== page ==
1. George Grenville (1712–1770), brother of Lord Temple and brother-in-law of William Pitt and of Lord Egremont, was educated at Eton; Christ Church, Cambridge; and the Inner Temple. M.P. for Buckingham, 1741–1770, he developed unusual skill as a “Parliament-man.” He was a lord of the Admiralty, 1744–47; lord of the Treasury, 1747–54; treasurer of the Navy for three periods between 1754 and 1762; secretary of state for the Northern Department, May–October 1762; then first lord of the Admiralty until April 1763. When Bute resigned, Grenville, Halifax, and Egremont (later succeeded by Bedford) assumed control of the administration with Grenville as first lord of the Treasury and chancellor of the Exchequer. Though his name is usually associated in American history with the Stamp Act, responsibility for that measure was divided among several leaders. George III thoroughly disliked him, personally and officially, and on July 10, 1765, succeeded in dismissing him and the ministry he headed. During the rest of his life Grenville was in opposition to the administrations that followed his. DNB; Namier and Brooke, House of Commons, II, 537–44.
2. The connection between Jackson and Grenville is somewhat obscure, but Jackson seems to have served the chancellor of the Exchequer in some sort of secretarial capacity. Carl Van Doren, Letters and Papers of Benjamin Franklin and Richard Jackson 1753–1785 (Phila., 1947), pp. 23, 190.
3. Nothing that Jackson had “begun to print” at this time has been identified; he may have been referring to some anonymous contribution to a newspaper.
4. See above, pp. 156–8, 163, 297.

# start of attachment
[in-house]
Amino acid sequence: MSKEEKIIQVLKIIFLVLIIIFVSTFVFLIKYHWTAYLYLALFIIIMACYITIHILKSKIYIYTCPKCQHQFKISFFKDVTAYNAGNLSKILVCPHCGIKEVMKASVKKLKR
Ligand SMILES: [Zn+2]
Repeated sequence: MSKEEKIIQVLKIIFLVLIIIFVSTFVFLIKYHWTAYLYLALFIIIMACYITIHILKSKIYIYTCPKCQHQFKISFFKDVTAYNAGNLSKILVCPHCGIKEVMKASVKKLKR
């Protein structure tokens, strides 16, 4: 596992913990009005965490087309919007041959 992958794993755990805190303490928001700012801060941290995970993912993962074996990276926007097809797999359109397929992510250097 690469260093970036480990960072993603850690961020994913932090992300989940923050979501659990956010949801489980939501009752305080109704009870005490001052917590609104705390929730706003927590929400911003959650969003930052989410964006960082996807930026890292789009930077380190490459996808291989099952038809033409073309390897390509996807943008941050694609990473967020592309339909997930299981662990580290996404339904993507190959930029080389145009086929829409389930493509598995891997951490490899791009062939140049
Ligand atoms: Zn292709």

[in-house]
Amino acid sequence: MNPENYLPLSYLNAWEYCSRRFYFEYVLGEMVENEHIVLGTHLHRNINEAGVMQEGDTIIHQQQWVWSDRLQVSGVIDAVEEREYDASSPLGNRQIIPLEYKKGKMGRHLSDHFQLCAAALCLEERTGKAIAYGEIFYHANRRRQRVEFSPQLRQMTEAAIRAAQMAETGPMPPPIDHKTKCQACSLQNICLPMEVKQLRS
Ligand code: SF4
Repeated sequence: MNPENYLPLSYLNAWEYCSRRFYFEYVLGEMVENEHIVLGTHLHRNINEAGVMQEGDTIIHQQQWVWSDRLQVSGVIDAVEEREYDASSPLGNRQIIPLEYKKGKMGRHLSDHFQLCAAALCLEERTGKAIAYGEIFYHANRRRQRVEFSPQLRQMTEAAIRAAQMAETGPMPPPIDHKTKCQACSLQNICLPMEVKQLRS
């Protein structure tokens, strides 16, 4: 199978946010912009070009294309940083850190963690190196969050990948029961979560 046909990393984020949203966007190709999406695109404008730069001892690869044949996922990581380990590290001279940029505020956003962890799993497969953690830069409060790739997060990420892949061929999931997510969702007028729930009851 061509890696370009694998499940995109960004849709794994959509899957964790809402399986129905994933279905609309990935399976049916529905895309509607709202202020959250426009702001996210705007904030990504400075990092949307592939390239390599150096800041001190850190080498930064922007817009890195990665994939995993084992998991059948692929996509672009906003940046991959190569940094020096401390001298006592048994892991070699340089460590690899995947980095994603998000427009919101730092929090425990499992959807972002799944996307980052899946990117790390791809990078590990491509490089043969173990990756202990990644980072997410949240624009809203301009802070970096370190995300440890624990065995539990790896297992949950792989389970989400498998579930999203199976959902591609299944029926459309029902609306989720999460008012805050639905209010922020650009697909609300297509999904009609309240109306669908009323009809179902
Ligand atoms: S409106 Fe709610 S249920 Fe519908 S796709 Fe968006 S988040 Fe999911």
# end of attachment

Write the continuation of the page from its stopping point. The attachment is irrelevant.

5. Joseph Sherwood (d. 1773), a Quaker lawyer of Austin Friars, London, agent for R.I., 1759–73, and for N.J., 1760–66.
6. See above, pp. 212–14, 369–71.
7. On William de Grey, now solicitor general, who with Jackson had served as counsel for BF and Charles at the hearings on the Pa. acts in 1760, see above, VII, 61 n; IX, 23 n. On George Hay, a specialist in civil and canon law, see above, VIII, 5 n.
8. George Montagu (formerly Brudenell), at this time 4th Earl of Cardigan and later Duke of Montagu (1712–1790), claimed the islands through a grant by George I to his wife’s father, the 2d Duke of Montagu, in 1722. An attempt by that duke to establish an English settlement had been frustrated by the French, who asserted prior rights, and Montagu’s deputy governor and settlers had been driven off. In 1761 Cardigan and his wife petitioned for the recognition of their rights or a compensating grant elsewhere if the islands were to go to France by the prospective peace treaty. Following an adverse report by the law officers, Dec. 24, 1763, the Privy Council formally declared the grant of 1722 void in March 1764. DNB (under George Montagu, and John Montagu, 2d Duke of Montagu); Acts Privy Coun., Col., IV, 618–19; Board of Trade Journal, 1759–63, pp. 401, 424; Calendar of Home Office Papers, 1760–65, pp. 54, 320, 322, 332.